Even if you’re not playing Pokémon GO yet, chances are you’ve heard of it.
The new mobile game for iOS and Android launched on July 6 in the U.S. and July 17 in Canada. Developed by Niantic and the Pokémon Company, the game layers augmented reality (AR) technology on the real world. As you walk around your neighbourhood or school, you are able to capture, train, battle, and interact with Pokémon; the brightly coloured creatures from Nintendo’s 20-year running franchise. Already Pokémon GO has over 15 million downloads.
Pokémon GO is far from Niantic’s first run at AR games (they released their first, Field Trip, in 2012) and it builds on concepts developed as early as the turn of the millennium with geocaching, a worldwide GPS treasure hunting game. However, GO may well be the first such game in a franchise as recognizable, or meaningful, as Pokémon,.
I started playing Pokémon at three years old with the original games – Pokémon Red and Blue. Some of my earliest memories are of huddling over a GameBoy Color screen with my parents, fighting our way through caves and discovering new secrets. As a nerdy, introverted kid, the ability to interact passionately and creatively with a game that was so expansive and so far-reaching was incredible.
As the years went on, the franchise continued with new games to play with and new batches of Pokémon released every few years (now up to six generations, and soon to be seven). While only a small number of fans stayed with the franchise, many people around my age stopped playing some time during those years – after all, middle- and high-school are very reconstructive times for a young person’s identity. However, there remained a collective nostalgia for the franchise.
Enter Pokémon GO. What is truly surprising, and very heartening, is not that Pokémon-lovers have embraced the game, but that such a wide-reaching audience has found something in it to enjoy. Many of the Pokémon GO players that I have seen, whether they are walking around their neighbourhoods or posting pictures of their favourites online, are people in their twenties or early thirties: people who loved the games as children but have not returned to them since. For these people, the game can, with its nonlinear objectives and global span, be a way to personalize a journey of discovery while sharing the experience with fellow players.
As with nearly any popular trend, there has been a range of comments and criticisms about Pokémon GO.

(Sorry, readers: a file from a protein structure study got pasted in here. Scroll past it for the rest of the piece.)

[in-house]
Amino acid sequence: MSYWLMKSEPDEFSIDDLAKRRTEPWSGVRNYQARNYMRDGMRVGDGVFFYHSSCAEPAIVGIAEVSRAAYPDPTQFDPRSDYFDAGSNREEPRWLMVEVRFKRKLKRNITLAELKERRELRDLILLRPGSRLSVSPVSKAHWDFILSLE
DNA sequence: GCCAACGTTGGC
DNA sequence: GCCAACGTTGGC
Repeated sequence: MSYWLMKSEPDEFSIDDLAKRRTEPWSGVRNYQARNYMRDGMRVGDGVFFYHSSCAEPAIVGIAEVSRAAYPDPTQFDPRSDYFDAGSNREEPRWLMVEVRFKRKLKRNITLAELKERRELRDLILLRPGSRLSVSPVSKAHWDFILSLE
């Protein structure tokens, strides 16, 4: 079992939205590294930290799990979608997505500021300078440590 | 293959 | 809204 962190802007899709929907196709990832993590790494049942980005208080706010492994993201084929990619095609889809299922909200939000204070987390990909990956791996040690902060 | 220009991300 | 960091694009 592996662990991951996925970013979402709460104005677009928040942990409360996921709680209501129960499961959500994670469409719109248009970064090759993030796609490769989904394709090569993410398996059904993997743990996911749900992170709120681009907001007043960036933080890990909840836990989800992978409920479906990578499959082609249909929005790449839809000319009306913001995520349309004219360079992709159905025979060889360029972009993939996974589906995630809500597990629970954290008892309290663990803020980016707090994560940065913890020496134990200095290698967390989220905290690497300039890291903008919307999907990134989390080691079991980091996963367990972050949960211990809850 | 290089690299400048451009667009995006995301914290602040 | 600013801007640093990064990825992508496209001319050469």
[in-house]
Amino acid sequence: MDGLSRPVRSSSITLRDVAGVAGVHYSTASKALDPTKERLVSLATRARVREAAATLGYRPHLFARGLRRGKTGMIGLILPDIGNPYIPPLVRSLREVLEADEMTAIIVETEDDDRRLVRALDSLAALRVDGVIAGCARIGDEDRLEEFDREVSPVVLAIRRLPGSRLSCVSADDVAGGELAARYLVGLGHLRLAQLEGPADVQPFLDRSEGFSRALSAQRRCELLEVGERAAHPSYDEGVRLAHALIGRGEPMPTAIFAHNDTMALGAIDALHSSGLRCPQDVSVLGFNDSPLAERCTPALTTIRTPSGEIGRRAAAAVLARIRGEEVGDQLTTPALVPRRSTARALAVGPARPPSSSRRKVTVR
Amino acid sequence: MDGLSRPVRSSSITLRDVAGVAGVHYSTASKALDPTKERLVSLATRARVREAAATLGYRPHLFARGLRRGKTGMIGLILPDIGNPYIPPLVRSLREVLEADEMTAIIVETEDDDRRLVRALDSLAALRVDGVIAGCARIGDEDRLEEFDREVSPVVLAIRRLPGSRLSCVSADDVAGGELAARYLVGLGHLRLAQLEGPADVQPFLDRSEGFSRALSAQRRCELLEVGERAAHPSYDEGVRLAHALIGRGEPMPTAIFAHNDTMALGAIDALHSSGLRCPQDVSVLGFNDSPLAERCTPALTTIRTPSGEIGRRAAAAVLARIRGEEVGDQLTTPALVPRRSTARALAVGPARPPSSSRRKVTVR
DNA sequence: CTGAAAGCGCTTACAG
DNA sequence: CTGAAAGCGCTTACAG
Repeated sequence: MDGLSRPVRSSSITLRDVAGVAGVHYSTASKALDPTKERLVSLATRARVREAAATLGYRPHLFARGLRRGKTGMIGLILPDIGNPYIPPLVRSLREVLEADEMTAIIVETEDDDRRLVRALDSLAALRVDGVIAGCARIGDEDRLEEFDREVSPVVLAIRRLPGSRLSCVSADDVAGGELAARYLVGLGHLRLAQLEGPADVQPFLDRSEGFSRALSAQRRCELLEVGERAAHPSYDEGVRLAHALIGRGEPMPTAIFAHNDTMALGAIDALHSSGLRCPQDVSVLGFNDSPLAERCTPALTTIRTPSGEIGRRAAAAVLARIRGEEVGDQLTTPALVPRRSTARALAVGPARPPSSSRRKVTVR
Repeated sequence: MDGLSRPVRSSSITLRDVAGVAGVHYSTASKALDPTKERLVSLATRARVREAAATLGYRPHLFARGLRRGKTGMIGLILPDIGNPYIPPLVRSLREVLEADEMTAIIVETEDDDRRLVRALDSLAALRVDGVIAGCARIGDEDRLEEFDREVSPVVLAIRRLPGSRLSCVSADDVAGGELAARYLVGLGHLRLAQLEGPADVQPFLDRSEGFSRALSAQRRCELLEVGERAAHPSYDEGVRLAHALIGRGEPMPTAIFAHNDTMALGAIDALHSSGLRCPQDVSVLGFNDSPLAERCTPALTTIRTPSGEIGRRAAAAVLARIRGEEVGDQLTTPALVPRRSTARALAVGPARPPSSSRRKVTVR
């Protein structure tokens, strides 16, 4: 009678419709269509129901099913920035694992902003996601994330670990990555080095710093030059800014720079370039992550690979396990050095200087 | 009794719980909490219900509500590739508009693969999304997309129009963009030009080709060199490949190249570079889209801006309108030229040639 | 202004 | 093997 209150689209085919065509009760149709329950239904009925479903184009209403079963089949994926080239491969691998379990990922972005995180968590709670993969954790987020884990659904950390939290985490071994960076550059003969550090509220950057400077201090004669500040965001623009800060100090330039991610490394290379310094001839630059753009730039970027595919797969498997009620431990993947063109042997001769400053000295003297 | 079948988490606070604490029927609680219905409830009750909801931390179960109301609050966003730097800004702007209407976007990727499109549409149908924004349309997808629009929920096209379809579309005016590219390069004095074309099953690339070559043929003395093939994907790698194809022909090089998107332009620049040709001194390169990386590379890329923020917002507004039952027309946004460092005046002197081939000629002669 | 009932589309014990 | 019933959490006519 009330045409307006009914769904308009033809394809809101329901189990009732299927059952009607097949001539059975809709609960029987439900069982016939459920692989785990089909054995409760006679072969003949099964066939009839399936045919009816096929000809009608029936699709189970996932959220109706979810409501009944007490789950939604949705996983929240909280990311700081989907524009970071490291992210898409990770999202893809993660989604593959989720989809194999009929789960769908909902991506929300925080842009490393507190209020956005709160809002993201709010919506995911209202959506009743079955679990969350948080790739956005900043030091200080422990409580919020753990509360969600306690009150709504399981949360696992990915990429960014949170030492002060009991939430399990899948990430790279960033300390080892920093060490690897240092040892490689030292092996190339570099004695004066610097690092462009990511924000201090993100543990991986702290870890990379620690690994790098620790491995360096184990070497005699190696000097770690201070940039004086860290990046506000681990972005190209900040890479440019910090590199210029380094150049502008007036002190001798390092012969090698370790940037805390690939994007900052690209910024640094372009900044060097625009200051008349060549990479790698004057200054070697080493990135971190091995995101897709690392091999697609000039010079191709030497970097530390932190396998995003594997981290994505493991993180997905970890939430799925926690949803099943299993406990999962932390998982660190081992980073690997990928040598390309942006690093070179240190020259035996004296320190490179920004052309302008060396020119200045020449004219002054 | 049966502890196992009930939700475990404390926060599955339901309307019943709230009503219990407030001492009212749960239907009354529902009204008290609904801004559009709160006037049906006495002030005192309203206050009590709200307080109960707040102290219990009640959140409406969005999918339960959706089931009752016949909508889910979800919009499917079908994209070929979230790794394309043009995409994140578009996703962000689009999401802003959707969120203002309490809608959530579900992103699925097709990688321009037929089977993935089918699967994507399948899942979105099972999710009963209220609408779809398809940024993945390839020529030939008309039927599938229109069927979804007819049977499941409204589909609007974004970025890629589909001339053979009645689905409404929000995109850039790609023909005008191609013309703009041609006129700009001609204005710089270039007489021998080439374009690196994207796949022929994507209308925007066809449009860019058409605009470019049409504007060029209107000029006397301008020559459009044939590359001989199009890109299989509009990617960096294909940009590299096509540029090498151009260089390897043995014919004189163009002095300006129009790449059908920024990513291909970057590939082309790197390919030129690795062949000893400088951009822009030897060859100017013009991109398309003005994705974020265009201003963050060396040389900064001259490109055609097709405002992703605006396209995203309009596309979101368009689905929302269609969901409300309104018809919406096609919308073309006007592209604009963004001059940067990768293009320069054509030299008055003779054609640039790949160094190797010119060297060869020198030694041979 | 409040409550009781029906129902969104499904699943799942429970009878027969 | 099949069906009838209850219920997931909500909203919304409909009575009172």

Some have pointed to the game’s potential dangers. Large numbers of young people walking around staring at their phones do tend to cause some distress, but these are problems that have existed for years with phones and portable music players. They require caution, but not alarm. While some worry about the dangers to children who might roam around at night in search of Pokémon, one wonders if proper parental supervision, as well as an influx of older, friendly faces with a shared goal, might not even help brighten up the community a bit, as evidence would seem to suggest.
The largest opposition that I have seen to GO’s stellar success, however, has been somewhat different, carrying a tone not of concern, but of acrimony, elitism, and mean-spirited pessimism. Articles, think-pieces, and tweet after tweet have decried the game’s popularity and insulted its players.
To this I have only one response: not only is Pokémon GO fun, it is also important. It is important in an age where nostalgia is often a corporate product, for us to reconnect with our childhoods on our own terms, in a way that makes us happy and inspires our creativity. This is something that GO, a game about personalizing your experience and taking your own journey, allows us to do. It is important for us to relate to the next generation on shared terms that let us enjoy each other’s company – the image of parents and older siblings connecting and sharing their youths by playing Pokémon GO with young children comes to mind. Even to those who may never have heard of the series, GO is too positive to be stamped down by the negativity. As well, it is important for us to do all of these things in a way that promotes activity, exercise, healthy living, and adventure.
An article has been passed around on Facebook recently, written by the mother of a son with autism, describing how the game has improved his life and his interactions with the people around him. To me, this is perfectly indicative of the power of entertainment that can unite us around a shared love. And when that shared love is something already ingrained in the history of so many people, it becomes very powerful indeed.
So if you have been resisting the pull to get into GO, give it a try and set out on your own journey – your inner child might just thank you.